Thursday, July 28, 2016

Islands in the Sound

Early on May 25 Hjalmar Bjorge weighed anchor and we left our calm anchorage off the island of Scarp. A course was set to the southeast, to visit two islands in the Sound of Harris. (One of my favourite books about these islands is Islands in the Sound, by Alison Johnson). The islands we hoped to visit were Pabbay and Boreray, I was not 100% certain we'd find any anchorages near those islands, as the sound is notoriously shallow. But our expert skipper, Mark Henrys, was able to find a place to drop the hook near Pabbay, and we were soon ashore. 

We made a tour of Baile na Cille, which had been the main settlement on Pabbay, centered around the ruin of Teampull Mhoire. The church dates to the 1500s, and replaced an earlier church dedicated to St Moluag.

Teampull Mhoire
The cross inside Teampull Mhore, with its worn arms and tilted head, is eerie, but beautiful. It is mentioned in a book about Pabbay written by Bill Lawson - The Teampull on the Isle of Pabbay (1994). In it he mentions the cross is referred to in A Song of Fear by the Pabbay bard Neil Morrison, as chrois Phapanaich (the Catholic cross). The song calls the ‘Priest’s Temple’ a fearful thing, and that its cross would frighten the very giants.

The cross that would frighten giants
In Baile Lingay, a village above the church, we found the ruin of a large grain drying kiln. Pabbay was known as the granary of Harris, but it also had a good number of its own people to support. In the nineteenth century the population exceeded 300. Most of them were evicted when the island was cleared for sheep in the 1840s.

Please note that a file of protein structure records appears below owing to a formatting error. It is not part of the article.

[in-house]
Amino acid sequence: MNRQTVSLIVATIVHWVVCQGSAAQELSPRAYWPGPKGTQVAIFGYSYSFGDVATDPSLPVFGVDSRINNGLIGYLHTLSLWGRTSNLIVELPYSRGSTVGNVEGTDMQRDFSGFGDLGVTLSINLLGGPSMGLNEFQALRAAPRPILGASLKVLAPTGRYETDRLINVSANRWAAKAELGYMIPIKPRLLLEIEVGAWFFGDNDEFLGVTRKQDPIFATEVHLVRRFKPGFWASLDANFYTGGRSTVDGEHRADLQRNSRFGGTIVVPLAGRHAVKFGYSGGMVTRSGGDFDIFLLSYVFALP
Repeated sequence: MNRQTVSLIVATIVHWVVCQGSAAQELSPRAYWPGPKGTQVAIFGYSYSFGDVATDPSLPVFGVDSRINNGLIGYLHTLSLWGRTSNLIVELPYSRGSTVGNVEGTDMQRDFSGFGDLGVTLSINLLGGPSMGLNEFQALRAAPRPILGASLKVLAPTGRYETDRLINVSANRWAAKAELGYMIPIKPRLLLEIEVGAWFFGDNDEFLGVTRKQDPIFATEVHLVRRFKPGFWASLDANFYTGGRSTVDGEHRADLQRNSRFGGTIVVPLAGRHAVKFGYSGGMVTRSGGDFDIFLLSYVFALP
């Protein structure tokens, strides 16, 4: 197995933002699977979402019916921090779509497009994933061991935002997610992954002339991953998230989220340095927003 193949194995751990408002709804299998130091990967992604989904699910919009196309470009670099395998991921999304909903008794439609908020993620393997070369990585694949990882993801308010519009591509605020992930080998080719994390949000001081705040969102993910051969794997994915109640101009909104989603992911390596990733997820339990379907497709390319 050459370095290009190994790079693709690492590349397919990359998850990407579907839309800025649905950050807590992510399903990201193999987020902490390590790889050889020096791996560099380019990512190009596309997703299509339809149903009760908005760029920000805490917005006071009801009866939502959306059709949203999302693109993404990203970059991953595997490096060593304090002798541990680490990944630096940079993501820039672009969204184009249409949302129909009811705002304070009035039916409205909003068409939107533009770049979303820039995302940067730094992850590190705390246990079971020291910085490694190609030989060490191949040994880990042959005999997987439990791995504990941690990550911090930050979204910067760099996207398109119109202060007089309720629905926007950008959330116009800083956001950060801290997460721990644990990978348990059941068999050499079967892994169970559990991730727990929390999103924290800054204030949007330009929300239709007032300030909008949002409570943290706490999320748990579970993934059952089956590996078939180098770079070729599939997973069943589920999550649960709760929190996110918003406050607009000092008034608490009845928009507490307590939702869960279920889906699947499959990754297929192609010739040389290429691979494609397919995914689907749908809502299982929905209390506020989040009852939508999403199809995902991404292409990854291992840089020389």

Kiln in Baile Lingay
It was a beautiful, sunny day, and it was hard to leave Pabbay, but another island called; Boreray, which lay three miles away. Again, Mark was able to find a perfect anchorage in the shallow water off the south tip of Boreray, where we went ashore for a few hours of exploration.

Boreray Arrival
Boreray had a population of almost 200 in the 1840s, but by 1923 only one family remained. (Its current population is one.) Once ashore we made a circular walk around Loch Mor, which nearly divides the island in half.

Loch Mor
It was hard and slow going over the boulders that make up the large storm beach that divides Loch Mor from the sea.

Across the stone beach between Loch Mor and the sea
Loch Mor (right)
We then made our way to the main settlement site on the east side of the island, where I was saddened to see that the Boreray church, which dates to the 1880s, is in even sadder shape than when I visited in 2010. With the roof gone, it won't be long until the gables collapse.

Boreray Church - 2016
Boreray Church - 2010
South of the settlement, and above the beach where we landed, stood a large cluster of earthen mounds. They are known as Cladh na Mhanaich (The Monk's burial Ground). Per Martin Martin, writing in 1695, it is where all the monk's who worked north of Eigg were buried; a fascinating possibility, and it seems odd to me that there has never been any archaeological excavations here to determine exactly what lies inside these mysterious mounds.

Cladh na Mhanaich